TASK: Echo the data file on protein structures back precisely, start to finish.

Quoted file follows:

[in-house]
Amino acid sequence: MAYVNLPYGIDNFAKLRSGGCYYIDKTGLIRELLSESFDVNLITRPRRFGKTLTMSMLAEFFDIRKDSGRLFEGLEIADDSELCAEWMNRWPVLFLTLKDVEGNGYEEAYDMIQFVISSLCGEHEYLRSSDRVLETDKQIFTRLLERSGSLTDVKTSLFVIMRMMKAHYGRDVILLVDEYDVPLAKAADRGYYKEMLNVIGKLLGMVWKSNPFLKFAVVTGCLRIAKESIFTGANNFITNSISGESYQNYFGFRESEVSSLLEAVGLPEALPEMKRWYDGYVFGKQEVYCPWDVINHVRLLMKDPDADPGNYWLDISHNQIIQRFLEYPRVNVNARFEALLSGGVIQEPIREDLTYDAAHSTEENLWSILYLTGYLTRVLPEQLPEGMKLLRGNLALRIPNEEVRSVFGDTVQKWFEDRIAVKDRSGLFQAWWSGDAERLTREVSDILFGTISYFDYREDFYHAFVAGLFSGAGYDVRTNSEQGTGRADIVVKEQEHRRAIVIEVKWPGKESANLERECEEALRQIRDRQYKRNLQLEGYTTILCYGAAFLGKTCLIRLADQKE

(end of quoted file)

[in-house]
Amino acid sequence: MAYVNLPYGIDNFAKLRSGGCYYIDKTGLIRELLSESFDVNLITRPRRFGKTLTMSMLAEFFDIRKDSGRLFEGLEIADDSELCAEWMNRWPVLFLTLKDVEGNGYEEAYDMIQFVISSLCGEHEYLRSSDRVLETDKQIFTRLLERSGSLTDVKTSLFVIMRMMKAHYGRDVILLVDEYDVPLAKAADRGYYKEMLNVIGKLLGMVWKSNPFLKFAVVTGCLRIAKESIFTGANNFITNSISGESYQNYFGFRESEVSSLLEAVGLPEALPEMKRWYDGYVFGKQEVYCPWDVINHVRLLMKDPDADPGNYWLDISHNQIIQRFLEYPRVNVNARFEALLSGGVIQEPIREDLTYDAAHSTEENLWSILYLTGYLTRVLPEQLPEGMKLLRGNLALRIPNEEVRSVFGDTVQKWFEDRIAVKDRSGLFQAWWSGDAERLTREVSDILFGTISYFDYREDFYHAFVAGLFSGAGYDVRTNSEQGTGRADIVVKEQEHRRAIVIEVKWPGKESANLERECEEALRQIRDRQYKRNLQLEGYTTILCYGAAFLGKTCLIRLADQKE